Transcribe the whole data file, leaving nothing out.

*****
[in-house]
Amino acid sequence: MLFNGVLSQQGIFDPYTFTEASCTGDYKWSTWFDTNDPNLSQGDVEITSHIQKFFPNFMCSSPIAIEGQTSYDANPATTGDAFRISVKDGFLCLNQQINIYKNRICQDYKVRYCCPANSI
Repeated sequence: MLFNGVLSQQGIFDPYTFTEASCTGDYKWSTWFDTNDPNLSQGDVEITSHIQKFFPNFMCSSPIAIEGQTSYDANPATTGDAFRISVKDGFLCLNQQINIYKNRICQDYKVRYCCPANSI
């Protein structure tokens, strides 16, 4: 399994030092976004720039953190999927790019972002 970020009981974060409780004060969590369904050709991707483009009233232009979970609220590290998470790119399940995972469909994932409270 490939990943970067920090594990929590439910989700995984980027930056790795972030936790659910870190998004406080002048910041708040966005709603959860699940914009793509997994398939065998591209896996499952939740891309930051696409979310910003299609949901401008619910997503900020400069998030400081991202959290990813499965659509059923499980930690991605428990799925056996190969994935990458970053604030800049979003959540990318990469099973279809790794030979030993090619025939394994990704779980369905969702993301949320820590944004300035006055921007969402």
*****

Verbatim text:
[in-house]
Amino acid sequence: MLFNGVLSQQGIFDPYTFTEASCTGDYKWSTWFDTNDPNLSQGDVEITSHIQKFFPNFMCSSPIAIEGQTSYDANPATTGDAFRISVKDGFLCLNQQINIYKNRICQDYKVRYCCPANSI
Repeated sequence: MLFNGVLSQQGIFDPYTFTEASCTGDYKWSTWFDTNDPNLSQGDVEITSHIQKFFPNFMCSSPIAIEGQTSYDANPATTGDAFRISVKDGFLCLNQQINIYKNRICQDYKVRYCCPANSI
């Protein structure tokens, strides 16, 4: 399994030092976004720039953190999927790019972002 970020009981974060409780004060969590369904050709991707483009009233232009979970609220590290998470790119399940995972469909994932409270 490939990943970067920090594990929590439910989700995984980027930056790795972030936790659910870190998004406080002048910041708040966005709603959860699940914009793509997994398939065998591209896996499952939740891309930051696409979310910003299609949901401008619910997503900020400069998030400081991202959290990813499965659509059923499980930690991605428990799925056996190969994935990458970053604030800049979003959540990318990469099973279809790794030979030993090619025939394994990704779980369905969702993301949320820590944004300035006055921007969402």